Enough is enough. That seems to be the view of the general public when it comes to the great and the not-so-good abusing their power and wealth. In the face of this crisis of confidence, leadership teams are finally getting their act together and realising that transparency and trust are vital business assets in the 21st century.
Professor Colin Mayer, a Criticaleye Thought Leader and Professor of Management Studies at Said Business School, Oxford University, argues that balancing morality with market conduct is a key issue: “Is there a fundamental conflict with the pursuit of profit and integrity? Are we undermined by a shareholder culture and our capitalist system? The answer to all these questions is straightforward: trust.”
Regaining it won’t be easy. Martin Sutton, Group Head of Propriety at Camelot Business Solutions Limited, suggests that executives and non-executive directors need to be aware of the wider socio-economic forces now at play and what these mean for the lives of ordinary people. “I firmly believe that business leaders have to ask themselves how members of their organisation are going to cope with these future prospects… Boards need to be sensitive to how they are perceived in this harsher environment.”
But, given the pressure companies are under to deliver results, is it somewhat fatuous to bring ethics and how an organisation strives to hit its targets into the moral spotlight?
Simon Bicknell, Senior Vice President, Governance, Ethics and Assurance, GlaxoSmithKline, says that trust and integrity must be core to an organisation’s strategy and operations. “It’s not bells and whistles. It is part of the anatomy of the company, part of the culture in which we want to be seen to be operating.”
For this to work, it has to come from the top. “The single clearest thing that is important in an organisation today is the shadow that a leader casts,” continues Simon. “The chief executive officer needs to be utterly credible as the leader of an organisation in everything they do and say. It also has to be done in a way that is completely seen as joined-up with the business so it is not any kind of add on.”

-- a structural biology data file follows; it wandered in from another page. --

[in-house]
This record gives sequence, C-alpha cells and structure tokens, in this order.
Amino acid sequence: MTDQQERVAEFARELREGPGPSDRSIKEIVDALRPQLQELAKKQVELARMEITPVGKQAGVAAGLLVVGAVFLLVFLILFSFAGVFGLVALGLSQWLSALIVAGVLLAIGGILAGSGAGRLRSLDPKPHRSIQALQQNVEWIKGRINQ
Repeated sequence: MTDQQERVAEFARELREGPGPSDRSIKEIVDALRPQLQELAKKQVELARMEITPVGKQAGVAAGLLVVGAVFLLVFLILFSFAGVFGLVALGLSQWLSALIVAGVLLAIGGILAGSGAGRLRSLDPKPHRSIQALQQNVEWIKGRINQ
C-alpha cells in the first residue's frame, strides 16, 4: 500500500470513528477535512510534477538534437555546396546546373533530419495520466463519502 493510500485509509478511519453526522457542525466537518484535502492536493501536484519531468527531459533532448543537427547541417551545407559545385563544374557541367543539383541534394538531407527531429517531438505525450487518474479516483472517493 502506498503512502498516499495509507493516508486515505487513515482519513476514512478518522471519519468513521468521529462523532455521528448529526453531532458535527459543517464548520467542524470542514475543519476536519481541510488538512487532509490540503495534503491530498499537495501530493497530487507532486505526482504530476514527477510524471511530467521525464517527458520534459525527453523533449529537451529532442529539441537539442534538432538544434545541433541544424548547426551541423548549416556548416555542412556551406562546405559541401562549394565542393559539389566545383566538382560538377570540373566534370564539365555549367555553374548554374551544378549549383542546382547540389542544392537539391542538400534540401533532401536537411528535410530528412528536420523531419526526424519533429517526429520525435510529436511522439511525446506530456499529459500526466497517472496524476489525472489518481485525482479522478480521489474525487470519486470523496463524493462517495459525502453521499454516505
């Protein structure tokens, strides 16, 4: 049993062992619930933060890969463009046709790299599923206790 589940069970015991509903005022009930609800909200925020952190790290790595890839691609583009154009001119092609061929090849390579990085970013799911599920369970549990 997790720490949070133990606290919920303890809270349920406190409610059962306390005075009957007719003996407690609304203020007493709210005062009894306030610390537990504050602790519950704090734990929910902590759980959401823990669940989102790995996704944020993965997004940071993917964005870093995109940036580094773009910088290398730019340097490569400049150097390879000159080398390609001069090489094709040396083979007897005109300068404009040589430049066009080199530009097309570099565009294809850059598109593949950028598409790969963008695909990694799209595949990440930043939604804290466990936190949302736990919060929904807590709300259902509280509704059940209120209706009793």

Do the right thing
The confidence this creates ought to improve performance too. Peter Cheese, Chairman of the Institute of Leadership & Management, comments: “Good leadership development should always begin with the notion of building trust. Without trust you cannot expect your team or employees to follow you, be engaged and give their best.”
Gwen Ventris, Former COO, Europe and Executive Director, AEA Technology plc, says: “A lack of trust in senior management can negatively affect the implementation of strategy, company performance, shareholder relationships, employee turnover, customer relationships, recruitment and employee morale generally with direct results on company performance. The issue of trust and ethical behaviour therefore sits at the heart of a business, its leadership style and performance.”
Irrefutable as this may be, the antipathy of the public towards the business community suggests that boardrooms need to work harder at winning hearts and minds. “Many executives are driven by the bottom line in the short-term. It seems astonishing when we hear of an executive who behaves ethically, as it often suggests they are doing so at the expense of the bottom line,” says Rod Lohin, a Senior Lecturer & Executive Director, Michael Lee-Chin Institute for Corporate Citizenship, Rotman School of Management at the University of Toronto in Canada.
A dose of pragmatism is required when assessing questions of trust and running a profitable venture. Clive Ansell, Group Managing Director – Technology, Tribal Group, says: “You need to build a sustainable business with your stakeholders where there is an environment of trust…That being said, in the real world, there is always scope for firms which are seen as tough, almost brutal negotiators, or who build major market power through their own efforts which they then exploit, or for firms with large financial resources which they can lever… Even in most of those instances, however, there still remains an attempt to build trust with employees and some selected stakeholders.”